One of the worst crimes a storyteller can commit is ‘jarring’ a person out of a story by doing something incongruous, like gesturing to their right for the door at one point, and having someone enter through the same door but to their left at a later point in the story.
This game helps reinforce the image in the storyteller’s head, so they are clear about what they are conveying to the audience. Because it is based on the story Goldilocks & The Three Bears it is called:
4. Don’t Sit In The Porridge
Split the story of Goldilocks into scenes (see above)
Storyboard, or make a mental image of each scene, so you really know the physical layout the story takes place in.
Using garden canes or string, lay out the ‘floorplan’ of the first scene so that it occupies an area roughly the size of that standard rug.
Tip: This will not necessarily be to scale, but it will show the relationship of each facet of the surroundings to each other.
Stand in the centre of the ‘rug’ and tell the scene, keep your feet still and use arm and head gestures to convey the floorplan to the audience.
Repeat this exercise for each separate scene.
5. Managing Transitions
Now move between the scenes. Do you need to physically step out of one scene? Or will a gesture suffice?
Make sure you move/gesture in a direction that does not disturb the image you have so carefully conveyed to the audience.
Now reposition yourself on the ‘rug’ and build the next scene in the audience’s minds.
Check: Did you walk through a table? Have you sat in the porridge? Has the staircase moved?
These exercises should have the apprentice storyteller fully in control of their material. But they will need to revisit all of those elements that have been taken on board over the course before finally Taking The Stage.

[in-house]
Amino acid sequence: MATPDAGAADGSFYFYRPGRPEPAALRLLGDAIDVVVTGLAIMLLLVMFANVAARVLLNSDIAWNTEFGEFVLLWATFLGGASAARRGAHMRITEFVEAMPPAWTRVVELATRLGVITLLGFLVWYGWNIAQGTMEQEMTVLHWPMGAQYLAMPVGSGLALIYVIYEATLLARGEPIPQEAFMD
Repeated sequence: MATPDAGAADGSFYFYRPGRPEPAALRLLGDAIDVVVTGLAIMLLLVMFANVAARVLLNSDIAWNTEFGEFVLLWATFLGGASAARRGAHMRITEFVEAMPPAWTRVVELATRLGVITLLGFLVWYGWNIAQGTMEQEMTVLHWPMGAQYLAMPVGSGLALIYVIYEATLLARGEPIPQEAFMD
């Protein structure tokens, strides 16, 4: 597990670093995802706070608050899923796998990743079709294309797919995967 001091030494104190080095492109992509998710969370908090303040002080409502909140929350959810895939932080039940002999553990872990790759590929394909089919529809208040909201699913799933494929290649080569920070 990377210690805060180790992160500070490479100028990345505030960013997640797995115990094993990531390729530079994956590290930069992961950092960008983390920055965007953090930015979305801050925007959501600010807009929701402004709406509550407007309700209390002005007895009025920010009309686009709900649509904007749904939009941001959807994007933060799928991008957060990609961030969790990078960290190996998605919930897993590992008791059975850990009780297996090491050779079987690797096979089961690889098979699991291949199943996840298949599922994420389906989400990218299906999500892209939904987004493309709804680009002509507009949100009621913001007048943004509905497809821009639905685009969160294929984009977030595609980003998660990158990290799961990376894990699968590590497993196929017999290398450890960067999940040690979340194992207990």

RECAP: BEFORE STEPPING ONTO THE STAGE CONSIDER:
Where are there references to Taste, Touch, Smell, Sound, Emotion?
Which of these were especially helpful to the story?
Can any others be added to improve the story?
Can some be lost without any detrimental effect?
Are you utilising enough repeat phrases and sequencing phrases?
Do all the characters in the stories need a rounded character, or would some of them play their part just as well if they were stereotypes?
Does each rounded character have their own Stance, Voice, Movement?
Was there anywhere in the story where a sentence, gesture or description could be added/taken away to enhance a character?
Is there potential for humour?
Can you add dialogue, descriptive language or a slapstick movement to bring out this funny side?
Does the story have a recognisable shape?
Could it be told more effectively from a different perspective or from a different starting point?
What was the balance between dialogue, narrative and speech?
Could you make the story more interesting by changing this?
Should they take up more or less of the storytelling time?
Do these have enough dialogue and descriptive language?
Which are particularly effective?
Could any be omitted without detracting from the story?
Should they be Bolder, Smaller, Quicker, Slower?
Movement On the Stage:
Does the movement enhance the story?
Are there any opportunities for the audience to misinterpret your movements?
Ask a question
Get the audience to join in a repeat phrase
Involve call and response
Lean/move towards the audience
Lower your voice to invite the audience in
Use inclusive hand gestures?
Are these effective? Are any of these ‘risky?’
Are you in control of yourself,
your material and your audience?